Restoration of SE6a

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dcw7095
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Restoration of SE6a

Post by dcw7095 » Thu Mar 03, 2011 10:14 pm

Having been lurking on the forum myself for a while I thought it was probably about time I posted some pictures and a report on progress of the restoration of HVT 694V, my 1979 GTE. I have had the car 2 years come Easter and if nothing else, posting this will hopefully keep the pressure on to finally get it back on the road!

The blue pictures below are as purchased and make it look rather better than it was. All the usual problems with crazing, micro-blisters and lumps of the Alfa Blue paint coming off of it. However, I had always fancied a GTE and when this came up on eBay Easter 2009, I couldn't resist temptation, despite the fact that it had been sat for some years in a garage.

On getting it back to my local spanner-man, prognosis was better than expected mechanically with just the brakes needing an overhaul, and minor other bits and pieces. Front suspension had been fettled prior to being laid up so this was in reasonably good condition. Since then of course it has developed a power steering leak that still needs investigation.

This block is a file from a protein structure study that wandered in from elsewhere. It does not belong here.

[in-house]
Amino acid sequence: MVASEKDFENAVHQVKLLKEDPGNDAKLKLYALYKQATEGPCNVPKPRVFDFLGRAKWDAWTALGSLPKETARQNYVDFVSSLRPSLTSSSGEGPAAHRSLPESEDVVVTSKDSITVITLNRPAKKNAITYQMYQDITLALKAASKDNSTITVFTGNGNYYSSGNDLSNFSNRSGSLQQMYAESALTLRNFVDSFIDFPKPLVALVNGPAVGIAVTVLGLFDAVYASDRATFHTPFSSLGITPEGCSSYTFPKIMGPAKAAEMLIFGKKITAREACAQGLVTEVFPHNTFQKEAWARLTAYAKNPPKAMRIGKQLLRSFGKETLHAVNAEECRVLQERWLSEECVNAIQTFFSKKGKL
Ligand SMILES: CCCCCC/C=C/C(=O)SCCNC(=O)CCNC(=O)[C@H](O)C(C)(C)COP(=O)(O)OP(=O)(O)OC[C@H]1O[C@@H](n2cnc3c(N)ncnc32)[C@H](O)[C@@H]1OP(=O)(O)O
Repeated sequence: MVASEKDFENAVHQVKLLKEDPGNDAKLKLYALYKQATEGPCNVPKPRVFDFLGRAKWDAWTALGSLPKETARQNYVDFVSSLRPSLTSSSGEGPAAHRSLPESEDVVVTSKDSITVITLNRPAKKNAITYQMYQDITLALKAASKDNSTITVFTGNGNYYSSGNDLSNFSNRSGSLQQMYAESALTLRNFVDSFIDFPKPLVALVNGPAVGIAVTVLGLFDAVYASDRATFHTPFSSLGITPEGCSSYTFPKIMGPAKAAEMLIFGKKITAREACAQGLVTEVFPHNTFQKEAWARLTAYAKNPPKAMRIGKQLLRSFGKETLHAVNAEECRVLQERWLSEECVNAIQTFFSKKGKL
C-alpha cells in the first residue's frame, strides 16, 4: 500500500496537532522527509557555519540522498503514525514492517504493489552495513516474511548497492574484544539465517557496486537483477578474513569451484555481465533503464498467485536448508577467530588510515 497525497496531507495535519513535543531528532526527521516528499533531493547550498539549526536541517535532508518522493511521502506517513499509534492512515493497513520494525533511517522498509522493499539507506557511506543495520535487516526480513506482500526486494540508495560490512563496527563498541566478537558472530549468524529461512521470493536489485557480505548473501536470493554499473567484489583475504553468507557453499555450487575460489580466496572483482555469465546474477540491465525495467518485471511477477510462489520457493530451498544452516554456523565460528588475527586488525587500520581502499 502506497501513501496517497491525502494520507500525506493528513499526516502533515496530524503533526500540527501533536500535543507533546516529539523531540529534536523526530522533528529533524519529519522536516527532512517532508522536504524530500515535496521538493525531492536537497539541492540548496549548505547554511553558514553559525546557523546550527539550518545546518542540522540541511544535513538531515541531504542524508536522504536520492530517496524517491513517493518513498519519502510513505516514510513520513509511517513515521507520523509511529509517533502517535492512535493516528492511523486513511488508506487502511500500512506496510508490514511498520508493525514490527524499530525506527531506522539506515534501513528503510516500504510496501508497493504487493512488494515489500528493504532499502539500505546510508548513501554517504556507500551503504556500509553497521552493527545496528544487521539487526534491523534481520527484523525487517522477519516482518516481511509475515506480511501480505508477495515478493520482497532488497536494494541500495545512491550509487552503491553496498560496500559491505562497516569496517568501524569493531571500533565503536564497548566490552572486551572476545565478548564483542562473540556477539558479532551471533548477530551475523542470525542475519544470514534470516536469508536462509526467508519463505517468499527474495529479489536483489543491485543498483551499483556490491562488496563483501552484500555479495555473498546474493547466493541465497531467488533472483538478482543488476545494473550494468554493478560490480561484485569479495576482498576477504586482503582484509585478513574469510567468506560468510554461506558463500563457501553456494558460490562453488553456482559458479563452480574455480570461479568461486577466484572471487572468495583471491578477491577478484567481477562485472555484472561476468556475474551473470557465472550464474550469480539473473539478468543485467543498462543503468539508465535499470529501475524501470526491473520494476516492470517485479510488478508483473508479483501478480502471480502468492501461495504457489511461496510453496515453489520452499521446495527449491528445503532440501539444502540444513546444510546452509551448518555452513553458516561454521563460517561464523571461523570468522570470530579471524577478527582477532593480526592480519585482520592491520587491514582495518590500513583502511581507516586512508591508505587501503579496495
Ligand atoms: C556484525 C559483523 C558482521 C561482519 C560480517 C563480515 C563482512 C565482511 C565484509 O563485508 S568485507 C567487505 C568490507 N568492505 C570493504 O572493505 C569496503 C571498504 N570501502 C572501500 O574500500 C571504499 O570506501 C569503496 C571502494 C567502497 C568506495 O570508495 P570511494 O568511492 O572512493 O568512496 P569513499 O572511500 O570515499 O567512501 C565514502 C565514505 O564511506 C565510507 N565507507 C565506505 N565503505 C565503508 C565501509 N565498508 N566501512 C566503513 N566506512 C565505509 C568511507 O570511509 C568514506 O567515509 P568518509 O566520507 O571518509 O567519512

The major challenges were:

1. The electrics were shot
2. The seals on the sunroof had gone resulting in damp carpets, rotting headlining and a rather unpleasant interior
3. Cosmetics around interior panels and in particular the dashboard
4. Body had had a shunt at some point resulting in a well repaired nearside quarter but with rear lights glued :shock: in place....

So on arrival HVT looked as below:-

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The Ford Fiesta wing mirrors had to go and I now have several sets of possible replacements so more on this in due course....

Unfortunately, the nature of my job meant that I don't get much time to get stuck into a project like this myself, so I made the terminal mistake of saying to my spanner-man "sort it out as and when"..."fit it in around other things"....so 10 months later it emerged with brakes fixed, and £1000 :shock: :shock: of electrical rewiring work....my cheap freshen up was already starting to look a little stretched.

We then drove it under its own power :lol: round the corner to my friendly bodyshop. Thankfully they are specialists in repairing fibre-glass racing cars so didn't hesitate to take on the Scimitar. That said, I was bracing myself for the worst in terms of cost. So when he quoted me a price verging on the extremely reasonable, I snapped his hand off. You might have thought that I would have learnt from the delays on the mechanical side... :oops: so when he offered this price conditional on fitting it in around normal jobs (he needed to clear a Triumph Stag restoration that was almost complete) I agreed given that I couldn't think of too many other specialists prepared to paint a fibre-glass car locally. That was 12 months ago....